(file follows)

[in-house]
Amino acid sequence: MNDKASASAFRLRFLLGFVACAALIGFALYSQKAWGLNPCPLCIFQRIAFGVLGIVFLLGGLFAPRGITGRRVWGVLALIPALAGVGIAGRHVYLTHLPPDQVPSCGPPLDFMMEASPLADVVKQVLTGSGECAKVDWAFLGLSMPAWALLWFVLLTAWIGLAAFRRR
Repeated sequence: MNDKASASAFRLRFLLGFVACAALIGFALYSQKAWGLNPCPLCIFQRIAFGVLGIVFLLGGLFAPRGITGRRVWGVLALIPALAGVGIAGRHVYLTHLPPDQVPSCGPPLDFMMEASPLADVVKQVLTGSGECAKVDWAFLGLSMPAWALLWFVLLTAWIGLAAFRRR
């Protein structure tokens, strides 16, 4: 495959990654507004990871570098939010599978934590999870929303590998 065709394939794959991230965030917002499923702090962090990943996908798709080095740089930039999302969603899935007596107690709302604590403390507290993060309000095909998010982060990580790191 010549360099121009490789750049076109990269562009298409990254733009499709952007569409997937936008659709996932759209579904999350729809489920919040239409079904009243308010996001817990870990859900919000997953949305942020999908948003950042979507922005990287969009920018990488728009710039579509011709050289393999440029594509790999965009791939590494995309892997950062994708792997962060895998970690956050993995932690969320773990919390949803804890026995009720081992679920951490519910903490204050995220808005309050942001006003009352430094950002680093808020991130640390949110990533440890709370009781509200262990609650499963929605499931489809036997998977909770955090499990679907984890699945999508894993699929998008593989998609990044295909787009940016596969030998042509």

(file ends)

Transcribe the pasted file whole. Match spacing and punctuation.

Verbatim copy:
[in-house]
Amino acid sequence: MNDKASASAFRLRFLLGFVACAALIGFALYSQKAWGLNPCPLCIFQRIAFGVLGIVFLLGGLFAPRGITGRRVWGVLALIPALAGVGIAGRHVYLTHLPPDQVPSCGPPLDFMMEASPLADVVKQVLTGSGECAKVDWAFLGLSMPAWALLWFVLLTAWIGLAAFRRR
Repeated sequence: MNDKASASAFRLRFLLGFVACAALIGFALYSQKAWGLNPCPLCIFQRIAFGVLGIVFLLGGLFAPRGITGRRVWGVLALIPALAGVGIAGRHVYLTHLPPDQVPSCGPPLDFMMEASPLADVVKQVLTGSGECAKVDWAFLGLSMPAWALLWFVLLTAWIGLAAFRRR
């Protein structure tokens, strides 16, 4: 495959990654507004990871570098939010599978934590999870929303590998 065709394939794959991230965030917002499923702090962090990943996908798709080095740089930039999302969603899935007596107690709302604590403390507290993060309000095909998010982060990580790191 010549360099121009490789750049076109990269562009298409990254733009499709952007569409997937936008659709996932759209579904999350729809489920919040239409079904009243308010996001817990870990859900919000997953949305942020999908948003950042979507922005990287969009920018990488728009710039579509011709050289393999440029594509790999965009791939590494995309892997950062994708792997962060895998970690956050993995932690969320773990919390949803804890026995009720081992679920951490519910903490204050995220808005309050942001006003009352430094950002680093808020991130640390949110990533440890709370009781509200262990609650499963929605499931489809036997998977909770955090499990679907984890699945999508894993699929998008593989998609990044295909787009940016596969030998042509």